Dick's Picks Volume Six

Grateful Dead

Grateful Dead Records, 1997


REVIEW BY: Christopher Thelen


These days, it's nearly impossible for a true Deadhead to keep up to date with all things revolving around the Grateful Dead - never mind the band hasn't existed since Jerry Garcia's death in 1995. New releases from the band's vaults keep coming out, as regular as clockwork. The discovery of "FurthurNet," a kind of Napster for Deadheads (all live shows), makes keeping up that much more difficult.

Then there is the "Dick's Picks" series, now 25 volumes into its history. I'm so far behind with these that I finally just got around to listening to Dick's Picks Volume Six, which was mass-released by Arista a few years ago for a limited time. (The set is still available at the Dead's official Web site.)

The first of these volumes to touch on the '80s version of the Dead, this concert from Hartford, Connecticut back on 10/14/83 is an interesting choice. It was a time when Garcia's drug use was rumored to be on the increase, and was just four years before the band would earn their first top 10 hit. Add to this the fact that Garcia blows a verse in the concert's opening song "Alabama Getaway," and one may start getting bad karma from this show.my_heart_sings_the_harmony_web_ad_alt_250

Fortunately, all these worries are quickly flushed out of the system. Garcia's singing and playing turn out to be strong efforts, and the Dead show that while they might not have been pop stars, they still knew how to blow the doors off of any arena they played.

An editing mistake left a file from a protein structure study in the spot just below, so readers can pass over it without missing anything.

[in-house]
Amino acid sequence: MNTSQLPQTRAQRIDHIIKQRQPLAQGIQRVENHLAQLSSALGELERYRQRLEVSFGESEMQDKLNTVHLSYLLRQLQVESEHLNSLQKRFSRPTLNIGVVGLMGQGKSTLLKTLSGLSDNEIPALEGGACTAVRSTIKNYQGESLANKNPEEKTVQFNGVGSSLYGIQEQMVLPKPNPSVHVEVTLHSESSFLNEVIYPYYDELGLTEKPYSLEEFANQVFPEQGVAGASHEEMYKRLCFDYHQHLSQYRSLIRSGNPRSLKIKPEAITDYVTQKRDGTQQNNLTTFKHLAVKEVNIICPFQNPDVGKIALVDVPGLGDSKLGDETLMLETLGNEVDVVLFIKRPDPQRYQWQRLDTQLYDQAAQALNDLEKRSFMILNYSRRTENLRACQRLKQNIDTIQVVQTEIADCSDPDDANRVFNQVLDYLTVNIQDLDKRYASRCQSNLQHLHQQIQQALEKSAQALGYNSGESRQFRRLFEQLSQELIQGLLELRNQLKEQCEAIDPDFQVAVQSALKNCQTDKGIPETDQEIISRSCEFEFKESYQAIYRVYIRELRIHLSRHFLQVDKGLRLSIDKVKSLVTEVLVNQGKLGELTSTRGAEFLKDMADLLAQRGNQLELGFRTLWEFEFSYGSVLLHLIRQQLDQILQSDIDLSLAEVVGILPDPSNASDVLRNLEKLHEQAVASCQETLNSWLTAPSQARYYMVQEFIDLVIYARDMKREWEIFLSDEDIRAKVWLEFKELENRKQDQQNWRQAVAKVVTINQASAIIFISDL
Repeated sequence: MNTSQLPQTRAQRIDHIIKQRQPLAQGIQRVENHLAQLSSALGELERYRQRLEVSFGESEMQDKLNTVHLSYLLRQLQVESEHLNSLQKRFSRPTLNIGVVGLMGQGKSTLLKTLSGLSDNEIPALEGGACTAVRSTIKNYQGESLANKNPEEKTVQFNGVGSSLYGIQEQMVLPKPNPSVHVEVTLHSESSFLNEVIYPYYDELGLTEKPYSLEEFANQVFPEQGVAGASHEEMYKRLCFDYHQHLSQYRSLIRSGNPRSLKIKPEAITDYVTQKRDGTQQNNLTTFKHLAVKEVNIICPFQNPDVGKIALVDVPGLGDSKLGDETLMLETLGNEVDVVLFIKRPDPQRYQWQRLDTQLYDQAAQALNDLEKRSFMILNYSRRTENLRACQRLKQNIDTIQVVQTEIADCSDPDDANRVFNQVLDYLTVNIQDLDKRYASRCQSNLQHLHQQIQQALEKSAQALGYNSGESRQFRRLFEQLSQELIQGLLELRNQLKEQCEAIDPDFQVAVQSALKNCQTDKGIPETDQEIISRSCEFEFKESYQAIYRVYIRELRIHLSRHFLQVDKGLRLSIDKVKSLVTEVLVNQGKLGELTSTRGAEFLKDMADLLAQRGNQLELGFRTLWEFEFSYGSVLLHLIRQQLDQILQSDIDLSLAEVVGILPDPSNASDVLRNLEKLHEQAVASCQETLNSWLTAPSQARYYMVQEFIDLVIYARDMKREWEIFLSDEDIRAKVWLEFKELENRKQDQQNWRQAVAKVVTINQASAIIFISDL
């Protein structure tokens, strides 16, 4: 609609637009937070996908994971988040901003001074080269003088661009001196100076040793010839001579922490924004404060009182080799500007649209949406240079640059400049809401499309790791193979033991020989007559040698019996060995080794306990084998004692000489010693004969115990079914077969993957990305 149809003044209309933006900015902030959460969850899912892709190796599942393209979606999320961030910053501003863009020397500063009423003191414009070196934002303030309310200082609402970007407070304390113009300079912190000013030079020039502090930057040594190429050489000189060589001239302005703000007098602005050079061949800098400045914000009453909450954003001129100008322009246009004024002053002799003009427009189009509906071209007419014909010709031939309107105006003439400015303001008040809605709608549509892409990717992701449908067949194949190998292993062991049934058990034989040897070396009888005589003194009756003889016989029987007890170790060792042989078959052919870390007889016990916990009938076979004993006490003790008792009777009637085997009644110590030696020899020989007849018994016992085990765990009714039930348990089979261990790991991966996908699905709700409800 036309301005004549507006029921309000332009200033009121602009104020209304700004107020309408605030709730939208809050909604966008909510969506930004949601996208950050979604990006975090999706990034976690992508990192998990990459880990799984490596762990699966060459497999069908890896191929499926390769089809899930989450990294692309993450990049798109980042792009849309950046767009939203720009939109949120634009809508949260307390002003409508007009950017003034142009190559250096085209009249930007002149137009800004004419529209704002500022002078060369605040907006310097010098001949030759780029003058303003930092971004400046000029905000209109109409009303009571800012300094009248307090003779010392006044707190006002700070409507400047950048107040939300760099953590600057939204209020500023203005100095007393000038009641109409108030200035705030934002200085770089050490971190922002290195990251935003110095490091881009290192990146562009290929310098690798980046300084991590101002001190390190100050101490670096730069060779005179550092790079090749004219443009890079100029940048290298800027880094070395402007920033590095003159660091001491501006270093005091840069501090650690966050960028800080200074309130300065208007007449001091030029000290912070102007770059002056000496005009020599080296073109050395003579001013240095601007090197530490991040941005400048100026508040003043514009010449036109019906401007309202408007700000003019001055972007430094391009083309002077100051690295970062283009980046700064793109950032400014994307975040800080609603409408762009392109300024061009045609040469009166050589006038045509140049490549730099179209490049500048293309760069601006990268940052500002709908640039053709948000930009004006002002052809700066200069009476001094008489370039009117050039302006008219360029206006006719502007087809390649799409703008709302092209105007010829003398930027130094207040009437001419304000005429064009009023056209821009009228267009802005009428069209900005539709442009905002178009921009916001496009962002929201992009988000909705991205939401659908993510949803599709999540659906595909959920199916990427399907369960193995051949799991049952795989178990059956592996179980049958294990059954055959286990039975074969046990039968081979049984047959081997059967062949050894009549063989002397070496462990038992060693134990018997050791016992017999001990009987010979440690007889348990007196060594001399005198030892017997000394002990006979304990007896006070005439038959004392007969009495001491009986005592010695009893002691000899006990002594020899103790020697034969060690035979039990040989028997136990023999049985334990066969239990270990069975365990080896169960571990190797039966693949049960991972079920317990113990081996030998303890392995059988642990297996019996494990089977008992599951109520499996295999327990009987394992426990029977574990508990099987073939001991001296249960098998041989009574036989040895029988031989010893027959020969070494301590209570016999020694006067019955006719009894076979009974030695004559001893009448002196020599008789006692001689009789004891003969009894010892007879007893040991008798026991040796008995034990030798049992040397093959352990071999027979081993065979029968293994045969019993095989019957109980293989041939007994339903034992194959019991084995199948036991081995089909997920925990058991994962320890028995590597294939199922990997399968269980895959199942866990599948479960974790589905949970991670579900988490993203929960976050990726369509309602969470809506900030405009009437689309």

Take, for example, "Althea". I absolutely hate this song, and tend to cringe when it comes time for it to appear in a concert. Yet Garcia's heartfelt singing and playing help to keep me interested in this particular rendition, and makes me think that the song could well hold out hope for me in the end.

The first disc (comprising the whole first set of the Hartford show) is noteworthy for the first appearance of "Keep Your Day Job" on any commercially-released Grateful Dead album. One listen to this, and you have to wonder why it never quite made the cut on any studio effort. It's a little tentative, but seems to have the potential to be a real barn-burner due to the energy and fun spirit it has.

The second set, though, is where the magic comes into play. Disc two features a mere four songs, but the hour of music created is some of the best work the Dead did for that time in their history. The absolutely electrifying versions of "Scarlet Begonias" and "Fire On The Mountain" could well rank as one of the best performances of this song duet, thanks in no small part to the keyboard work of Brent Mydland. Listen to the effects Mydland throws in (including synthesized xylophone) and you'll realize that Mydland may well have been the least appreciated member of the Dead in their history, and with no disrespect meant towards Vince Welnick or Bruce Hornsby, Mydland was sorely missed after his death in 1990.

My only complaint about this particular suite of music - this version of "Eyes Of The World" feels a bit rushed. And, yeah, when percussionists Mickey Hart and Bll Kreutzmann sound this good, I do wish that "Drums" had been longer than five minutes. But "Spinach Jam" gives the group a chance to rhythmically stretch their legs, and might have been even more enjoyable than "Space" (which gets the night off in this concert). As always, it's great to hear "U.S. Blues," even if it appears as the encore song.

At one time, I had the tapes to this particular concert, but somehow misplaced them in one of the many moves I've undertaken over the past 10 years. Dick's Picks Volume Six helps to remind me how good those tapes were, and is one of the best releases so far in this series.

Rating: A-

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